This is part 4 in the series on Continuous Delivery. In previous parts, we introduced to you the concept of continuous delivery, how you can prepare your organization for adopting CD and also defining your product architecture to easily support a Continuous Delivery development model.
In this article, we're going to discuss Continuous Delivery metrics. With the proper measurement of various metrics during the process of adopting Continuous Delivery, you can correct your course of making necessary adjustments to your plans at any stage.
These metrics can help you understand and monitor how your team is performing over time during your journey of adopting a continuous delivery model.
Before you begin...
Continuous delivery means different things to different people depending on the roles of the people in the organization. For higher management, it might be a cultural change, and for developers, it might be a new way of developing and delivering software. For customers you are serving, it might revolutionize the way they are doing business.
Depending on how you define these goals, some of these metrics may be of different importance levels to your team. Hence, the first step is to identify the expectations that you have on the continuous delivery practices.
Before you figure out what metrics to track, you need to identify what challenges and problems you are trying to solve - Not deploying often enough, too many defects leaking into production, low turnaround time for implementing new features etc. There are many more types of metrics you can measure and we’ll have a rundown of each of them in this article.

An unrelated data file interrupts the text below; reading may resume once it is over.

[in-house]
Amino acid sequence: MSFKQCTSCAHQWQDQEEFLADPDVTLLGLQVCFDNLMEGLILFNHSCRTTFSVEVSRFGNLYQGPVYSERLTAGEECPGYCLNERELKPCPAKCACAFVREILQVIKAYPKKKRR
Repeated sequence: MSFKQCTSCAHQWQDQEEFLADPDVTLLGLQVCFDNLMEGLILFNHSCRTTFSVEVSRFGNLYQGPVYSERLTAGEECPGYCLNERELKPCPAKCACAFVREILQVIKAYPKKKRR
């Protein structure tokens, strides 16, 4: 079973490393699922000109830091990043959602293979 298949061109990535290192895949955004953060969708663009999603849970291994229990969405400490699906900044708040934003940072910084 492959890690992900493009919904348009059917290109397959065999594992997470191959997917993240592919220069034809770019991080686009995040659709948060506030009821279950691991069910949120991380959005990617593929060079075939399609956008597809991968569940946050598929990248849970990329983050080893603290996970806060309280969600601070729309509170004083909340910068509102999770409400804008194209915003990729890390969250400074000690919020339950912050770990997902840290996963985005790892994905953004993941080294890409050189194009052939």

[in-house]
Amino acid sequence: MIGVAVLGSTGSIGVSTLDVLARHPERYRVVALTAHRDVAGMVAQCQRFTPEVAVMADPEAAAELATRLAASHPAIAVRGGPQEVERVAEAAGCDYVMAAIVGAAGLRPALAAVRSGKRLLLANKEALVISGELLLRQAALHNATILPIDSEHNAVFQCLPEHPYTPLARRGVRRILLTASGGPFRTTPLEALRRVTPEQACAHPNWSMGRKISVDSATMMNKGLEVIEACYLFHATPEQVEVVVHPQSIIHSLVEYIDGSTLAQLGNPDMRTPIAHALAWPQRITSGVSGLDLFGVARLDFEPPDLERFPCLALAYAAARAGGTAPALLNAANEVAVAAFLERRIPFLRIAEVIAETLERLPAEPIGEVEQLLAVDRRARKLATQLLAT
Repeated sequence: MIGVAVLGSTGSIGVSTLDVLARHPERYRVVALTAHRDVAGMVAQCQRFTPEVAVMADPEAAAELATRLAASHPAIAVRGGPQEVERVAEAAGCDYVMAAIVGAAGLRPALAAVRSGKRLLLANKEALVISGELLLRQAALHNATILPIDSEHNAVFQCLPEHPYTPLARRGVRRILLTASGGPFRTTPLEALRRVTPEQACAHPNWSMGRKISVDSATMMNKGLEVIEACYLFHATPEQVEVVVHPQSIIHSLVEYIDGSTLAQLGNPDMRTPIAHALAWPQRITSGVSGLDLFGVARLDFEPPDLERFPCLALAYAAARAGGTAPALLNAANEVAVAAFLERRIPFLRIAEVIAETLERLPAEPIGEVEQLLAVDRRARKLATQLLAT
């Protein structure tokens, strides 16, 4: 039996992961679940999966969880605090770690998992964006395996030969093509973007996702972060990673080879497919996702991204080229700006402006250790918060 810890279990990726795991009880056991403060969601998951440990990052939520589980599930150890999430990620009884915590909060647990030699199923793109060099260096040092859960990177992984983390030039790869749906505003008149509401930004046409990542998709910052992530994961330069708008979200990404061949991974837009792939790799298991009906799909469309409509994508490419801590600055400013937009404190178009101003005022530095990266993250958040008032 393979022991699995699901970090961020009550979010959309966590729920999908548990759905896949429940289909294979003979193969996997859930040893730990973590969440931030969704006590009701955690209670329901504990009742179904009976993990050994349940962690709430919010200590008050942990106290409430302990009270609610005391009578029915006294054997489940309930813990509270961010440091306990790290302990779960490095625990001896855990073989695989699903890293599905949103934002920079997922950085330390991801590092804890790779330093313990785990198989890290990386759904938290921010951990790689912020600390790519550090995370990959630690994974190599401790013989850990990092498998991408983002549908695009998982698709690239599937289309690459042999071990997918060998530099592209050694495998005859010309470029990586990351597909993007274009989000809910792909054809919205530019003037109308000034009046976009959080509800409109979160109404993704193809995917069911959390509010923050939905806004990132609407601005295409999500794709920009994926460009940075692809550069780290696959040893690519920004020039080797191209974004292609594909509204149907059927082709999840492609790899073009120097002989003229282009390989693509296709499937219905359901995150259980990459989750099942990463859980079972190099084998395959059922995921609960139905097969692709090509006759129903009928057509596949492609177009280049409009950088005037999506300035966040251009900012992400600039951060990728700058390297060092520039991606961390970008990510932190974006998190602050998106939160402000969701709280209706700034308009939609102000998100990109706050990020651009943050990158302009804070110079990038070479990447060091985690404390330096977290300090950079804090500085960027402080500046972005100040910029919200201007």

Identifying the correct problems to solve will result in the definition of the appropriate metrics that you want to measure.
If you are using an Agile methodology, you are probably aware of what velocity means.
Velocity is a metric for ‘work is done’. Measuring velocity is sometimes called velocity tracking. The velocity metric is used for planning sprints and measuring team performance.
You want to ship code as fast and often as possible. Velocity tracks how fast you can do this. Of Course, it will vary from team to team, but what really matters is how each of these teams is performing over a period of time.
At the end of the day, if you are shipping software to the customers frequently, but with low quality, you would be dousing production fires all the time!
You should measure how you are doing on quality. There are tools available for this supporting most programming languages. They are also static code analysis tools that you can make use of to catch issues before deploying into production. The measure on quality is also important if you don’t really care how fast you ship, but care about quality.
Measuring how often you do deployments into production would likely give you good benefits. If the frequency of deployments is too low, it could indicate that you are filling in each deployment cycle with too many code changes and features. Ultimately, the goal is to do smaller deployments as frequently as possible.
Lead time is the time between the initiation and completion of a production process. It is one of the parameters that has its roots in Lean Manufacturing.
For software development, lead time as the amount of time that occurs between starting on a work item until it is deployed on the customer’s production system. Based on the velocity that we discussed earlier, this gives an indication of how long would it take on average until the work gets to production.